The Ethiopians forgave me for the lack of injera and used some of Daddy's homemade wheat buttermilk bread instead.  Poor ND was so excited to have Ethiopian that she scooped up the all-but-bubbling we't and threw it in her mouth.  :(  She did something similar at Meaza in Northern Virginia once, except that time she only burned her fingers a bit.  We have made a mental note to remember to either tell her to let it cool or just hold off on serving her until things are manageable for her!  After an ice pack to her tongue for a minute, she got right back up on that horse and dug in.  

The Ethiopians start preschool on Friday and have requested the yesiga fitfit for their first lunch.  "Can we bring it in our lunchboxes?" they asked.  I can just picture the scene now.  Eleven soynut and jelly sandwiches (the school is a tree-nut-free zone) and 2 dishes of yesiga fitfit with buttermilk bread.  I'm not sure I can explain it to their teachers...I'm fairly sure they'll think we're trying to torture them.  We'll have to see if there is a microwave there when we go to orientation on Wednesday.  

The start of preschool brings me about 12 extra hours of time a week and I'm looking forward to getting back into the swing of this blog again.  After all, it was a new year's resolution and Saturday marks the Ethiopian new year.  It's a perfect transition!!  Despite the fact, however, that it has been pointed out to me that I have approximately 13 hours of things-to-do planned for every 4-hour school day.  


  1. Welcome back! Good luck with 2003's Year of Injera. My friend attempted it a few weeks ago and it ended up pretty dense..delicious still, but more like a heavy pancake. Definitely keep us all posted!

  2. We ate Ethiopian today too, just not cooked by me! And then we went to the injera store and found that they were out of injera...the man said it was "because of the holiday" and I was confused for a second about why injera would be so popular for Labor Day - until I remembered the New Year on Saturday...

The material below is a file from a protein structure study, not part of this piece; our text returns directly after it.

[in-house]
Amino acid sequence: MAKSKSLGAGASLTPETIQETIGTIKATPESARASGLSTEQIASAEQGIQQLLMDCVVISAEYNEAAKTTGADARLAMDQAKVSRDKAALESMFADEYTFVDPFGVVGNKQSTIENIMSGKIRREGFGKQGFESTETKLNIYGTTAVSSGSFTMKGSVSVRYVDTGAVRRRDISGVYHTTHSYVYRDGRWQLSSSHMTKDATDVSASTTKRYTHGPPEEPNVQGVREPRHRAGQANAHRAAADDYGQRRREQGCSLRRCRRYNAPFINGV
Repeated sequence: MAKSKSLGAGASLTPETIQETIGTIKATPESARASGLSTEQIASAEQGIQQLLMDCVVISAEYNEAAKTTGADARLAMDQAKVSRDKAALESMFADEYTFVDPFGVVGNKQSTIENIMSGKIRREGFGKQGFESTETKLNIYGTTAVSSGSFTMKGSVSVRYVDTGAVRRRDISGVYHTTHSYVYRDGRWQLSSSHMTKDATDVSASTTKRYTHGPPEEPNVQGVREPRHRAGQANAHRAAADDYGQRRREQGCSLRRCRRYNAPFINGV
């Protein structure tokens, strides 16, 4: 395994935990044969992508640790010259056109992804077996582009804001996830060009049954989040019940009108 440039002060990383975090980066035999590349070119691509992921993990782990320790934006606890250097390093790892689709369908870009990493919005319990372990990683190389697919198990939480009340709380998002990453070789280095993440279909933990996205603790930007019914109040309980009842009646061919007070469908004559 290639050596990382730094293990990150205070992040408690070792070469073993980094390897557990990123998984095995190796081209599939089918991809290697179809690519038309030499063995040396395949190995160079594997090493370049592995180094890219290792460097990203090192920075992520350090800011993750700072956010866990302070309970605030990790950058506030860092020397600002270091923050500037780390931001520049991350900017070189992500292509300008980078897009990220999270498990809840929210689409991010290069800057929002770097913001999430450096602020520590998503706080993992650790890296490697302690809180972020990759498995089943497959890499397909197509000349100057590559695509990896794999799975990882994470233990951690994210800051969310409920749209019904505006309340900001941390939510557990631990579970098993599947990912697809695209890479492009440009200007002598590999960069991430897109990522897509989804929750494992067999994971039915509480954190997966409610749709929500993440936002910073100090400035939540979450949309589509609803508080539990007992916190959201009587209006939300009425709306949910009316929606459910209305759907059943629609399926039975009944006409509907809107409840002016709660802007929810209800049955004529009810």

Glad you're back here, I need some inspiration for cooking Ethiopian at home.

    PS - there's no microwave at Elfe's pre-school, but I find that if I microwave something in the morning right before we leave and immediately seal up the container, it's still a nice warm temperature by the time she eats lunch.

  3. Target sells great containers (BPA free) that retain heat. I used them last year when Aster and Milki wanted chili and rice for lunch (daycare thought I was nuts)!

  4. Nice to read you. Please blog the injera making if you do it. I'm sick of having to drive into the city to get it, and find that I'm not doing it that often these days. I miss it. I want to buy a Heritage Grill and do it myself. All prior attempts have been disastrous failures. I'm ready to try again. Good luck at pre-school.

  5. Yes yes, can't wait to read about injera making. Glad you're back!

  6. Whew, nothing like a little pressure! :) I'm only tackling it out of sheer necessity. We like fresh injera and it's become nearly impossible to get it easily, unless we eat out. I've heard the horror stories about how impossible it is, how even Ethiopians purchase it in the market, and so forth, yet there is injera out there for purchase, which means that somebody's making it. So I figure I may as well give it a go! I may have to start a support group of some sorts. Or go beg starter off of my local Ethiopian restaurant.